This year will be the first time I have voted in a general election in 30 years, and it will be the French Presidential.
I moved to France in 1991 and, from then on, did not vote in the UK elections – there no longer seemed any point as I did not live there.
Some years later, I couldn’t even if I had wanted to, as Britons lose parliamentary voting rights, and linked rights such as taking part in referendums, after 15 years away.
This might change as the UK’s Elections Bill is expected in due course to reinstate voting rights for all Britons who have moved overseas.
Good news – particularly for those who still have property in the UK, work interests, or who intend to move back some time.
Brexit did me a favour
For someone like me, however, who has no links with the UK, it only makes sense to vote in France.
I work and pay my taxes here, use the French medical services, my children grew up here and were part of the education system from nursery school onwards. Now they work here, are settled with partners and have their own children.
In a very small way, Brexit, which I can in no other way condone, did me one favour. It gave me the impetus to finally apply for French nationality.
It was worth the effort and it feels good to be the owner of a French passport, carte d’identité and voting card.
I now have far more interest in coverage of the elections on the French news than I would have had otherwise. It resonates. I feel angry, for example, if a candidate has ideas I cannot approve of.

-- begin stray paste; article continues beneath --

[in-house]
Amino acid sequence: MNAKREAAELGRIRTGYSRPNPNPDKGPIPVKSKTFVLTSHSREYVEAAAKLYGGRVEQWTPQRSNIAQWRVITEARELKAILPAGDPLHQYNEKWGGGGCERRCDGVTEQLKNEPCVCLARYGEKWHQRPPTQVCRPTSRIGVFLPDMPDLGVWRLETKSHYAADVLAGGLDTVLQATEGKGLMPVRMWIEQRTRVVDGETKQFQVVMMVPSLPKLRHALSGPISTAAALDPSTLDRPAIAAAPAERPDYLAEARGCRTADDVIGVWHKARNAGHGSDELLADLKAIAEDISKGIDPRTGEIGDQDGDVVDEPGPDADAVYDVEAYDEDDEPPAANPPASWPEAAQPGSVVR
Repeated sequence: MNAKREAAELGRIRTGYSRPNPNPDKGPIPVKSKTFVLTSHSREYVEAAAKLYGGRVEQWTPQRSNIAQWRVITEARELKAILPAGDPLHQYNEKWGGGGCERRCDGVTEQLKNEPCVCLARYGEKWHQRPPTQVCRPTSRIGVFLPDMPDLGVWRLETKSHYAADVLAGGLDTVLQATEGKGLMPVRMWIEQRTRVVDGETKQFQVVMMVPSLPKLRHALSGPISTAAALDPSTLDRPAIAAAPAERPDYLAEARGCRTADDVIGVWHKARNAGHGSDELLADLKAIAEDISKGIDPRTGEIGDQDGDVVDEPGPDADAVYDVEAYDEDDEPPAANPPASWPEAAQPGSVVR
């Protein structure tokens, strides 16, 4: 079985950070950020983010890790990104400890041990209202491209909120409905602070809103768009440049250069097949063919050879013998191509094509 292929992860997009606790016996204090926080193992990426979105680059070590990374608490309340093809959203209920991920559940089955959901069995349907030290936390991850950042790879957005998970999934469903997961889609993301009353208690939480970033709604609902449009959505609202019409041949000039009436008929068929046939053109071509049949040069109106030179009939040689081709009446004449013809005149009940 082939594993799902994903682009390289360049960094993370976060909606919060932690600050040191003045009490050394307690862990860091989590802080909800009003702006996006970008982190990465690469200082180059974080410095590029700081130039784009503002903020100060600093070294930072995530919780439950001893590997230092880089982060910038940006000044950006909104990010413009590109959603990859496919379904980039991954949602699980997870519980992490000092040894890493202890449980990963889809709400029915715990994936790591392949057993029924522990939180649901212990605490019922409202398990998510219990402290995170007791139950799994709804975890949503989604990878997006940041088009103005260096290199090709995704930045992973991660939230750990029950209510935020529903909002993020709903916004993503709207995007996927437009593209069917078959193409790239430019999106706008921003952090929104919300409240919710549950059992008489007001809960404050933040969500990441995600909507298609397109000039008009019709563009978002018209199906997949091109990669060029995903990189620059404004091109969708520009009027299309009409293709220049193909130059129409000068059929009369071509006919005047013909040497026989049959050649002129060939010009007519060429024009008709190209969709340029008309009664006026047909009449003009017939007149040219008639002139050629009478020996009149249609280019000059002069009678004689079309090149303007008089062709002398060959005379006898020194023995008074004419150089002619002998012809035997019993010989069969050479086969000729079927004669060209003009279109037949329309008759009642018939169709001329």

It does not make deciding who to vote for easy. There are so many candidates, and the classic right/left divisions are long gone.
I feel it is an important choice.
Campaign issues matter more to me now
There are many urgent issues to decide which will impact the future of this country, my country now, and affect all our daily lives.
Electricity – should we go down the road of building new nuclear reactors as Emmanuel Macron wants to do, or slow down their production and concentrate on renewable energies?
There are also environmental issues at stake, and the difficult question of how to provide enough power for ever-increasing demand, above all if we need to charge one or two electric cars per household.
Each candidate has their own views on retirement, suggesting pensionable ages of 60, 62, 64, 65 or older, trying to get the balance between having full enough coffers to pay out pensions for long periods, encouraging healthy old age, and leaving jobs for the young.
Every issue has its pros and cons and, in an increasingly complex world, the decisions become more difficult to make.
It is a responsibility I want to take seriously, so that I use my long-awaited vote wisely.
Voting makes me feel part of the community
I had a little taste of what it will feel like last year, when I voted in the local elections for the first time as a French national.
My husband and I were both greeted warmly and were able to chat with people we knew who were voting at the same time as us.
It gave a real sense of belonging to the community.
I will never be wholly French, as you realise after living in a foreign country for such a long time, especially when your partner is also British. Cultural roots remain strong.
But France is my chosen country, voting makes me feel more connected to it, and I will feel proud as I drive up to the polling booth to make my very tiny but important contribution to the presidential elections.
Democracy is something that should be defended, even more so considering current events in Ukraine.
At last, 30 years on, I will be making sure I play my part.